No Monkey Business In Shimla, Please

Always remember that 98.50 % of the DNA of monkeys and humans is identical. The difference of 1.50 % explains why the human race is in such a mess.

I am positively appalled at the prospect that monkeys can now be shot in Shimla, consequent upon their being declared vermin by the central Ministry of Environment and Forests. We must not forget that monkeys are the original residents of this city and came here long before the Captain Kennedy’s, Negis and Soods: in fact the last two have taken over the government and business, respectively, in an embrace much tighter than what the poor simians exercise over Jakhoo hill.

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In fact, it is my belief (based on brahmanical intuition, and not on any empirical evidence) that it is on the famous Ridge that a stout alpha male got up on his hind legs one fine morning to have a better look at the alpha female and thereby evolved into “homo erectus” (not to be confused with the then Maharaja of Patiala who did something similar vis-a-vis an English lady and was exiled to Chail). Further evolution took place when the government shifted to Shimla in the summers and when HP became a full state: these produced the “homo prostratus”, most of whom are to be found in the civil services; the “homo corruptus”. who have a natural attraction for politics; and the ” homo OROPus” who wear smart uniforms and play golf the whole day. The point I’m trying to make, dear readers, is that there are many subspecies of the rhesus monkey in Shimla, so why pick only on the ones who have refused to evolve?

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Some years ago the Forest Deptt. decided to adopt an Air-B+B or YOYO Rooms approach to the problem of the apes targeting women’s handbags at Jakhoo ( incidentally, it is only the more evolved and stupid species that target the women themselves and not the handbags): they caught them by the dozen in Shimla and let them loose in the Tara Devi forests, where they were fed fruits, vegetables and the occasional Baljee’s hamburger. It was observed, however, that over a period of time the forest officials developed healthy paunches and jowels; the monkeys themselves usually caught the evening bus from Kaithlighat and returned to their favourite haunts in the town! Very soon this experiment was dropped and the forests of Tara Devi returned to their rightful occupiers- the poachers and the timber smugglers.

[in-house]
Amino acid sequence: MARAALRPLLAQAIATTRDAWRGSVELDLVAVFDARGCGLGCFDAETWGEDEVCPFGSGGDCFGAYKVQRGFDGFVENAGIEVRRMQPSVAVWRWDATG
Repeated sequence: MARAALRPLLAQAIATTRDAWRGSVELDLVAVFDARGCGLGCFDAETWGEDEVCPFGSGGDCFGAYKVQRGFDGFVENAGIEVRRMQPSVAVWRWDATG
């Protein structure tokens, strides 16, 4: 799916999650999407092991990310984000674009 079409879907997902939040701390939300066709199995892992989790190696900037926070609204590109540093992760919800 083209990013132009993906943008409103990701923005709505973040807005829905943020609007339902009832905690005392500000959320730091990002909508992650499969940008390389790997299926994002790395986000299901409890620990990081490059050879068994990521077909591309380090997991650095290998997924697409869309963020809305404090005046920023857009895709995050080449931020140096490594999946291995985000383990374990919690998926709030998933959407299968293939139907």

Next, the Department started a mass sterilisation programme but, mindful of what had happened during Sanjay Gandhi’s time, it did not sterilise the babies, the pregnant, or even the dead monkeys, and made no distinctions based on caste, religion or economic status. But it soon ran into an unexpected problem: the monkeys quickly started recognising the DFO or the Ranger who came to trap them, something which even the Forest Minister or I, as Secretary, could not do. They even recognised the numbers of their official vehicles! One knowing look, and they would be off, never to be caught. Nevertheless, according to the figures supplied by the Department, by now every single monkey in HP and a few in Hoshiarpur and Pathankot should have been sterilised and their numbers should have gone down significantly. That it hasn’t shows that there’s a foreign hand – or some other appendage – at work here: Pakistan? China? the CBI? the Bandar Suraksha Samiti ? Maneka Gandhi ? It might even be a conspiracy to dislodge the present government a-la Uttarakhand: after all, if the increasing numbers of monkeys were to take over the Secretariat one fine day, would that not amount to breakdown of the constitutional machinery? My personal view is that no one would notice the difference, but then again the courts might take a different view.